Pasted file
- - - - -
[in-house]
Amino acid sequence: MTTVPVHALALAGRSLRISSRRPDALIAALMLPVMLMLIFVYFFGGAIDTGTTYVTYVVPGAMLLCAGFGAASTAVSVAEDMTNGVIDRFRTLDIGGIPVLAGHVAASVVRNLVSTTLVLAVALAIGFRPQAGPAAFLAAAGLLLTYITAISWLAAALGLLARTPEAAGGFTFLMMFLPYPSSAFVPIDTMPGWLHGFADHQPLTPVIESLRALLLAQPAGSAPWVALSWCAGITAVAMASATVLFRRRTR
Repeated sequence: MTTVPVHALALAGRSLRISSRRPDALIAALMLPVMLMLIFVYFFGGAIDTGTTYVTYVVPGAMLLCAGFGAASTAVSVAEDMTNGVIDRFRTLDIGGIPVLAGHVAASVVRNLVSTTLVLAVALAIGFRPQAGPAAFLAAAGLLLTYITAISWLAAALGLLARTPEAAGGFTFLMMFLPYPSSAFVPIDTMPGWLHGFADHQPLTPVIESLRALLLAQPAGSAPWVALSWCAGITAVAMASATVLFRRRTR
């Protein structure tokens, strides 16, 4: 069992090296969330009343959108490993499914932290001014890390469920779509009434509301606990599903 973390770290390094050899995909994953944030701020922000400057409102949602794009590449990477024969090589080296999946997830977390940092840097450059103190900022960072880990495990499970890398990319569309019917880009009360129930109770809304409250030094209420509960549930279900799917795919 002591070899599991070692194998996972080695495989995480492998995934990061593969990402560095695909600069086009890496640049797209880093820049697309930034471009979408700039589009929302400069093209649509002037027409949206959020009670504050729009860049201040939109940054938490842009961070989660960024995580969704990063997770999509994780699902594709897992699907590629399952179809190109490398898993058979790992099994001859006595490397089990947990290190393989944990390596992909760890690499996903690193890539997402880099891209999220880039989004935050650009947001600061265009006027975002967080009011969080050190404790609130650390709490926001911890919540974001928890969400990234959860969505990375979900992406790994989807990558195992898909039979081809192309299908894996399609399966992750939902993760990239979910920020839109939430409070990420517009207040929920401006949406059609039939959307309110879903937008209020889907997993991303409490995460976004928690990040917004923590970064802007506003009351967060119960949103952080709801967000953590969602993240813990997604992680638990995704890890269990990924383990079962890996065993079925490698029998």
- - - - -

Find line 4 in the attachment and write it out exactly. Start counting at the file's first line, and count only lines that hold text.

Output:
């Protein structure tokens, strides 16, 4: 069992090296969330009343959108490993499914932290001014890390469920779509009434509301606990599903 973390770290390094050899995909994953944030701020922000400057409102949602794009590449990477024969090589080296999946997830977390940092840097450059103190900022960072880990495990499970890398990319569309019917880009009360129930109770809304409250030094209420509960549930279900799917795919 002591070899599991070692194998996972080695495989995480492998995934990061593969990402560095695909600069086009890496640049797209880093820049697309930034471009979408700039589009929302400069093209649509002037027409949206959020009670504050729009860049201040939109940054938490842009961070989660960024995580969704990063997770999509994780699902594709897992699907590629399952179809190109490398898993058979790992099994001859006595490397089990947990290190393989944990390596992909760890690499996903690193890539997402880099891209999220880039989004935050650009947001600061265009006027975002967080009011969080050190404790609130650390709490926001911890919540974001928890969400990234959860969505990375979900992406790994989807990558195992898909039979081809192309299908894996399609399966992750939902993760990239979910920020839109939430409070990420517009207040929920401006949406059609039939959307309110879903937008209020889907997993991303409490995460976004928690990040917004923590970064802007506003009351967060119960949103952080709801967000953590969602993240813990997604992680638990995704890890269990990924383990079962890996065993079925490698029998």